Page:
Nullachtfünfzehn

Germans use this word to describe something that is downright boring due to its plainness and really doesn’t lure anyone out from behind the stove.

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Blümchensex ("flowerlet sex"): A way of making love that focuses on tenderness and romance without too many experiments

Blümchensex

What’s going on in German bedrooms? Well, nothing too exciting, apparently. According to a survey by the market research company YouGov, Germans largely prefer the missionary position.

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Wonneproppen (roughly: “bliss plug”): That‘s how Germans often refer to a littlechild who is chubbyin a cute way

Wonneproppen

A toddler needs a little bit of puppy fat to really appear adorable. This sparks a feeling in us of wanting to pinch his well-fed cheek and say, “Was für ein Wonneproppen!“

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Gänsefüßchen ("little goose feet"): I‘m pretty sure that‘s the most adorable word for “quotation marks” in any language

Gänsefüßchen

You won’t believe how complex the topic of quotation marks is until you do what I am doing in this very moment: write a text in a language other than your own.

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Sesselfurzer ("armchair farter“): Someone who has a well-paid office job and hardly ever moves during work

Sesselfurzer

About 14,8 million Germans work in offices. That’s more than a third of all Germans who have a job. That’s one of reasons why many Germans already have quite a pronounced backside in their 30s. 

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Bäuerchen (“little farmer”): That‘s how Germans colloquially refer to a burp,especially one from a little child

Bäuerchen

In Germany, there is only one situation in which there is applause for a burp: when a mother pats her baby on the back—and he properly does his “Bäuerchen”.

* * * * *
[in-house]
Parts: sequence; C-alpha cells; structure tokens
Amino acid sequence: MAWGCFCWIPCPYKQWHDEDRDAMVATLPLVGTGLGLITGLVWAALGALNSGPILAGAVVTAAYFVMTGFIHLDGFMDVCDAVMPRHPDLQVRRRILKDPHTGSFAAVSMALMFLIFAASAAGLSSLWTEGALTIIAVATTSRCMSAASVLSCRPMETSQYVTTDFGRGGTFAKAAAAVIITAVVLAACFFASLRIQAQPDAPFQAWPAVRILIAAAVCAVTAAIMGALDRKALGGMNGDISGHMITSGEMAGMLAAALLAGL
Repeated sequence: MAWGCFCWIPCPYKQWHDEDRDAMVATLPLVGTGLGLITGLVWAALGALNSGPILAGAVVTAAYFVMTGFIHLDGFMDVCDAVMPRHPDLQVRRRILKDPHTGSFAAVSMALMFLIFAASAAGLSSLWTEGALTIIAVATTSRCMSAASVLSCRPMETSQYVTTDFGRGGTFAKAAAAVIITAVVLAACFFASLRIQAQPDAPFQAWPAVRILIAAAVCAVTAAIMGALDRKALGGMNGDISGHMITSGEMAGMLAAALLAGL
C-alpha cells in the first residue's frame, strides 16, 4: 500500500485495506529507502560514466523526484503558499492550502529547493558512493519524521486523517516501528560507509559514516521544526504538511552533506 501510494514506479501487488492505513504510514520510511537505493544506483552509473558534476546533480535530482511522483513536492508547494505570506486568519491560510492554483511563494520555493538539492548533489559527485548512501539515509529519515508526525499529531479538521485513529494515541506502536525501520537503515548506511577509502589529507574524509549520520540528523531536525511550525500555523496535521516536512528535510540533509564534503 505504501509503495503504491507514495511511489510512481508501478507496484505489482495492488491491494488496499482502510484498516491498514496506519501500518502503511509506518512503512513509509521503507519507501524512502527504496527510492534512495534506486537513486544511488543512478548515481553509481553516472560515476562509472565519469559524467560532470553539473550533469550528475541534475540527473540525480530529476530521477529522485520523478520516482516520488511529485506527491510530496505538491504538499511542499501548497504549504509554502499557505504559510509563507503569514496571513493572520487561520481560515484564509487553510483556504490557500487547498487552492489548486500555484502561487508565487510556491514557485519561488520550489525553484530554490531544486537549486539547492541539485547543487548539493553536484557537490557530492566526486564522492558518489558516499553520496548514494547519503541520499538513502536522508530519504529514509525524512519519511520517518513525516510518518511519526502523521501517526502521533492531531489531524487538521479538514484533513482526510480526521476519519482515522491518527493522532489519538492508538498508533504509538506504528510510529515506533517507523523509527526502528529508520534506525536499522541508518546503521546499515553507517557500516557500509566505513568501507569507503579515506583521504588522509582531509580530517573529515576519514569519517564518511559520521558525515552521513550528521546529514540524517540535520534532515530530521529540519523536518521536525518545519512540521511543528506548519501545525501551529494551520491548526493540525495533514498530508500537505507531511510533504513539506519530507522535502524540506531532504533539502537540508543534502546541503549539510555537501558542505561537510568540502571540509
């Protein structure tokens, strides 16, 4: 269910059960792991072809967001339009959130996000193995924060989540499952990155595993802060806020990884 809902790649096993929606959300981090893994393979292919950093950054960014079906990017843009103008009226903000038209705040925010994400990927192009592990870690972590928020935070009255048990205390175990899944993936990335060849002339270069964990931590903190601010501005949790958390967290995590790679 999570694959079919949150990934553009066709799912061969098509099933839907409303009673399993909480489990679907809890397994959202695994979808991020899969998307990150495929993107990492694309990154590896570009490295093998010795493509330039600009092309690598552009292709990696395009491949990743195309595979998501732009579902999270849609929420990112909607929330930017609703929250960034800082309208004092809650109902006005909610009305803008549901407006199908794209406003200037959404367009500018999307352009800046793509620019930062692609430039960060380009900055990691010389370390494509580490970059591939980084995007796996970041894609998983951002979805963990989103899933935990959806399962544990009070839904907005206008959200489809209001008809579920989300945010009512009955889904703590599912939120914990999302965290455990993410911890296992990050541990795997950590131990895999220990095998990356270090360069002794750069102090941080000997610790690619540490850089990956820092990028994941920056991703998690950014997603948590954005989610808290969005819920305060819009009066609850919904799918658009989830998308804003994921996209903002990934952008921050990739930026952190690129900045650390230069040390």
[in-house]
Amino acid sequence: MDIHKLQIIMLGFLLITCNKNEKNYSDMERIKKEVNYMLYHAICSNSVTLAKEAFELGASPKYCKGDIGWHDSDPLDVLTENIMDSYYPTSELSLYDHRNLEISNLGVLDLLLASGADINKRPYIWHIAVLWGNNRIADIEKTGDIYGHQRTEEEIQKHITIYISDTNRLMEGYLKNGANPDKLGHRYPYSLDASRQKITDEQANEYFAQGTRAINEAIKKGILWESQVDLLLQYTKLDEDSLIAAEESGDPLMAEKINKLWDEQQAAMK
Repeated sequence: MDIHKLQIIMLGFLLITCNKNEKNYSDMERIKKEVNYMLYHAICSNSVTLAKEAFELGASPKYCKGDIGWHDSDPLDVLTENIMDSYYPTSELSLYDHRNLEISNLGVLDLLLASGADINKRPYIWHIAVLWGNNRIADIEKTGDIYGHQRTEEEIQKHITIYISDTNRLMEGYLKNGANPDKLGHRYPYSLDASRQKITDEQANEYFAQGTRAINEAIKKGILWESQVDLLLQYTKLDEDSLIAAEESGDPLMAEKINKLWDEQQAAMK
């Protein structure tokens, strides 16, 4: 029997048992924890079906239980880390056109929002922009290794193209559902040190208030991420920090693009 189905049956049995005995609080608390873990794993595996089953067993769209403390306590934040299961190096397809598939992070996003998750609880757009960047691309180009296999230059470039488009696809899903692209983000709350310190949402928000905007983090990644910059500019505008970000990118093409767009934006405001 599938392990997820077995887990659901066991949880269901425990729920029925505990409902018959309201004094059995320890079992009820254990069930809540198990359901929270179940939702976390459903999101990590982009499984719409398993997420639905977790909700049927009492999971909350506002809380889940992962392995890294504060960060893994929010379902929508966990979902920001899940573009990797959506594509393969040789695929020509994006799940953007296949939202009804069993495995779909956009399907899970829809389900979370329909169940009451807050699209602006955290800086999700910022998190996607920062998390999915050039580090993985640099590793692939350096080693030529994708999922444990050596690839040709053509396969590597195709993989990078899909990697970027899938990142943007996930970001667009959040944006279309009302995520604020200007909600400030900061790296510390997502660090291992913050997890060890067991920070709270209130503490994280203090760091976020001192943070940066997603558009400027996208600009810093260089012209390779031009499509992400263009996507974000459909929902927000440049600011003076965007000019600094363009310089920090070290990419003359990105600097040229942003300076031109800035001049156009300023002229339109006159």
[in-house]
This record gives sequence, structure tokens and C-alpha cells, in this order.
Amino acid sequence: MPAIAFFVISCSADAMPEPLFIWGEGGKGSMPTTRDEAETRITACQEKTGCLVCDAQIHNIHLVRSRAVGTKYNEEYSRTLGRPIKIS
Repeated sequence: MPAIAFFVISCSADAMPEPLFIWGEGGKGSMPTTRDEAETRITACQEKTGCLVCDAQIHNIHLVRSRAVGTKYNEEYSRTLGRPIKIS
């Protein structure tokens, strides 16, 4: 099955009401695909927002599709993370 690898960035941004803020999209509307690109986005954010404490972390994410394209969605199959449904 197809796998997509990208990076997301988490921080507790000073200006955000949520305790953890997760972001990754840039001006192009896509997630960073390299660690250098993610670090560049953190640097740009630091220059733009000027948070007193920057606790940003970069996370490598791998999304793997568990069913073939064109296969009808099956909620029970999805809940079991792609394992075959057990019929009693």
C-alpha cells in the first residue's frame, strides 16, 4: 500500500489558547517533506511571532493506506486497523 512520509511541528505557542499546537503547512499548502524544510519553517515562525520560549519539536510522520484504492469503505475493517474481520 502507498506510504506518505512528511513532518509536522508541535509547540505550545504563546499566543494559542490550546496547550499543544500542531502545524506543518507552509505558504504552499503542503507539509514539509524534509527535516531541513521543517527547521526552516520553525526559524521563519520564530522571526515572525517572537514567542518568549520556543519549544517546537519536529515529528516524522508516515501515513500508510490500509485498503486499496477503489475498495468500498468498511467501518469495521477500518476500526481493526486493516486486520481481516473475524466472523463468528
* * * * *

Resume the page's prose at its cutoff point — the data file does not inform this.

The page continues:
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Muffensausen: The anxiety that you feel before a challenging situation—like a date or an exam

Muffensausen

Imagine you have a very promising date—but instead of being full of anticipation, you feel strangely stressed, almost paralyzed. That’s the kind of anxiety that Germans call “Muffensausen”

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Scheibenkleister! ("pane paste!") is what Germans say when „Scheiße“ happens but they try not to be vulgar

Scheibenkleister

These kind of euphemistic mispronunciations are present in other languages as well—just think of English “shoot!” or “sugar!”

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German is weird: Fun Facts and Trivia about the German language

This blog is a love letter to the curiosities of the German language that give it its poetic and, at times, oddly humorous qualities.

German Is Weird: Crazy Words von Arschkarte bis Zielwasser - from "ass card" to "aiming water"

The “German Is Weird” book is now available: order here!